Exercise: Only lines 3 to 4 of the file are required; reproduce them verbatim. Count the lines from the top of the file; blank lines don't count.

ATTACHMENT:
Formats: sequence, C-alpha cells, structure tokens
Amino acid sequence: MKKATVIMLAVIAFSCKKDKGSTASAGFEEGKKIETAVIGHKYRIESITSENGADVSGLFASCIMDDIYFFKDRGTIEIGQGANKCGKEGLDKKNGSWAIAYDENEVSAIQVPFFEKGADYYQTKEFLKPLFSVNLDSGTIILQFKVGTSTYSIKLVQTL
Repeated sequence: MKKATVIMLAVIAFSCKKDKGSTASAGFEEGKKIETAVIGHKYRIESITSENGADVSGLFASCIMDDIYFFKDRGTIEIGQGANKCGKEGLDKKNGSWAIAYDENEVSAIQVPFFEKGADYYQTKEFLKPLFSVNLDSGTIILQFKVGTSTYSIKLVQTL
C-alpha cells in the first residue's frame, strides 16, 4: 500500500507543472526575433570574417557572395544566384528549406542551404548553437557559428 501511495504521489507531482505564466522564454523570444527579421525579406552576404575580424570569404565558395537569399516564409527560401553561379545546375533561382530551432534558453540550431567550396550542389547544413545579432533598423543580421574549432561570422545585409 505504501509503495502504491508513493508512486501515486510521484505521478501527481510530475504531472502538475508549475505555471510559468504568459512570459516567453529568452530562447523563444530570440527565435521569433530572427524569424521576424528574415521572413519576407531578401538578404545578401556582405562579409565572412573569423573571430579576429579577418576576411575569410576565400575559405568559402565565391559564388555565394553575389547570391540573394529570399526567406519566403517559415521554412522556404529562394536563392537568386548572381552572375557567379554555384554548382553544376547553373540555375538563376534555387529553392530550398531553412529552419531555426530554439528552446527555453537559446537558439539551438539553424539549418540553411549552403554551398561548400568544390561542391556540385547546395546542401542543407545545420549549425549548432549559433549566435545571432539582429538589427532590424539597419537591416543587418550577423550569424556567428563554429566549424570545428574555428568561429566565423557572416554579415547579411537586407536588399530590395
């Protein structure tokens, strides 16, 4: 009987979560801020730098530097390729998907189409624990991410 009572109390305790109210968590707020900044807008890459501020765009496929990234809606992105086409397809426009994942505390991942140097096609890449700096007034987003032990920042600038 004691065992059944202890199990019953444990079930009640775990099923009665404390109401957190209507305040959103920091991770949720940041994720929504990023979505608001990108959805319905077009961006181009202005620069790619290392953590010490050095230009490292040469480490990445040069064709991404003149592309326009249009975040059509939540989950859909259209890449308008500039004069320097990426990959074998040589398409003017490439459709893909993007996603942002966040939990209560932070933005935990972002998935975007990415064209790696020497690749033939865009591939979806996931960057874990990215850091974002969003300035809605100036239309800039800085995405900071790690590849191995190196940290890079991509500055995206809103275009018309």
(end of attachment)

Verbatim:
Repeated sequence: MKKATVIMLAVIAFSCKKDKGSTASAGFEEGKKIETAVIGHKYRIESITSENGADVSGLFASCIMDDIYFFKDRGTIEIGQGANKCGKEGLDKKNGSWAIAYDENEVSAIQVPFFEKGADYYQTKEFLKPLFSVNLDSGTIILQFKVGTSTYSIKLVQTL
C-alpha cells in the first residue's frame, strides 16, 4: 500500500507543472526575433570574417557572395544566384528549406542551404548553437557559428 501511495504521489507531482505564466522564454523570444527579421525579406552576404575580424570569404565558395537569399516564409527560401553561379545546375533561382530551432534558453540550431567550396550542389547544413545579432533598423543580421574549432561570422545585409 505504501509503495502504491508513493508512486501515486510521484505521478501527481510530475504531472502538475508549475505555471510559468504568459512570459516567453529568452530562447523563444530570440527565435521569433530572427524569424521576424528574415521572413519576407531578401538578404545578401556582405562579409565572412573569423573571430579576429579577418576576411575569410576565400575559405568559402565565391559564388555565394553575389547570391540573394529570399526567406519566403517559415521554412522556404529562394536563392537568386548572381552572375557567379554555384554548382553544376547553373540555375538563376534555387529553392530550398531553412529552419531555426530554439528552446527555453537559446537558439539551438539553424539549418540553411549552403554551398561548400568544390561542391556540385547546395546542401542543407545545420549549425549548432549559433549566435545571432539582429538589427532590424539597419537591416543587418550577423550569424556567428563554429566549424570545428574555428568561429566565423557572416554579415547579411537586407536588399530590395